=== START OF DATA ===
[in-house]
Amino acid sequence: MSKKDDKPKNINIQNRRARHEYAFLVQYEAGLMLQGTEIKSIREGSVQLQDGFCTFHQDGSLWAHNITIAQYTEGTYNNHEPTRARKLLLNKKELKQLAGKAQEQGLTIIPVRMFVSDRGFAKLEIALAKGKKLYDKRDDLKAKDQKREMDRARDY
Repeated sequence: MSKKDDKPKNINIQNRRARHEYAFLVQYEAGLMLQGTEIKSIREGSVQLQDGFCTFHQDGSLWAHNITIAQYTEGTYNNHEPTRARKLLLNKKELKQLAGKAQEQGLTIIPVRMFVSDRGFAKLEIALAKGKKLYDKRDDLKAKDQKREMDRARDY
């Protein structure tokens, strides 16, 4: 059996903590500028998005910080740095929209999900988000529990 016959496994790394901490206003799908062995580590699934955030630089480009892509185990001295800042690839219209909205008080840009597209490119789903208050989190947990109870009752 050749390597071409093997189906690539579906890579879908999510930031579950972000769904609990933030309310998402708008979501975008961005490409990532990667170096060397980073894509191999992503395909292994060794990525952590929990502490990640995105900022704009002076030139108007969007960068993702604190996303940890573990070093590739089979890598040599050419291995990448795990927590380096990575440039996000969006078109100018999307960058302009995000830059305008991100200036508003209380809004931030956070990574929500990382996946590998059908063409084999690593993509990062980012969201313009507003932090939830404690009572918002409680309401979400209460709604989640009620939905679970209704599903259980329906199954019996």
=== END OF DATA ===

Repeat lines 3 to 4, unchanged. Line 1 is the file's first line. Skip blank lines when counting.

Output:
Repeated sequence: MSKKDDKPKNINIQNRRARHEYAFLVQYEAGLMLQGTEIKSIREGSVQLQDGFCTFHQDGSLWAHNITIAQYTEGTYNNHEPTRARKLLLNKKELKQLAGKAQEQGLTIIPVRMFVSDRGFAKLEIALAKGKKLYDKRDDLKAKDQKREMDRARDY
């Protein structure tokens, strides 16, 4: 059996903590500028998005910080740095929209999900988000529990 016959496994790394901490206003799908062995580590699934955030630089480009892509185990001295800042690839219209909205008080840009597209490119789903208050989190947990109870009752 050749390597071409093997189906690539579906890579879908999510930031579950972000769904609990933030309310998402708008979501975008961005490409990532990667170096060397980073894509191999992503395909292994060794990525952590929990502490990640995105900022704009002076030139108007969007960068993702604190996303940890573990070093590739089979890598040599050419291995990448795990927590380096990575440039996000969006078109100018999307960058302009995000830059305008991100200036508003209380809004931030956070990574929500990382996946590998059908063409084999690593993509990062980012969201313009507003932090939830404690009572918002409680309401979400209460709604989640009620939905679970209704599903259980329906199954019996």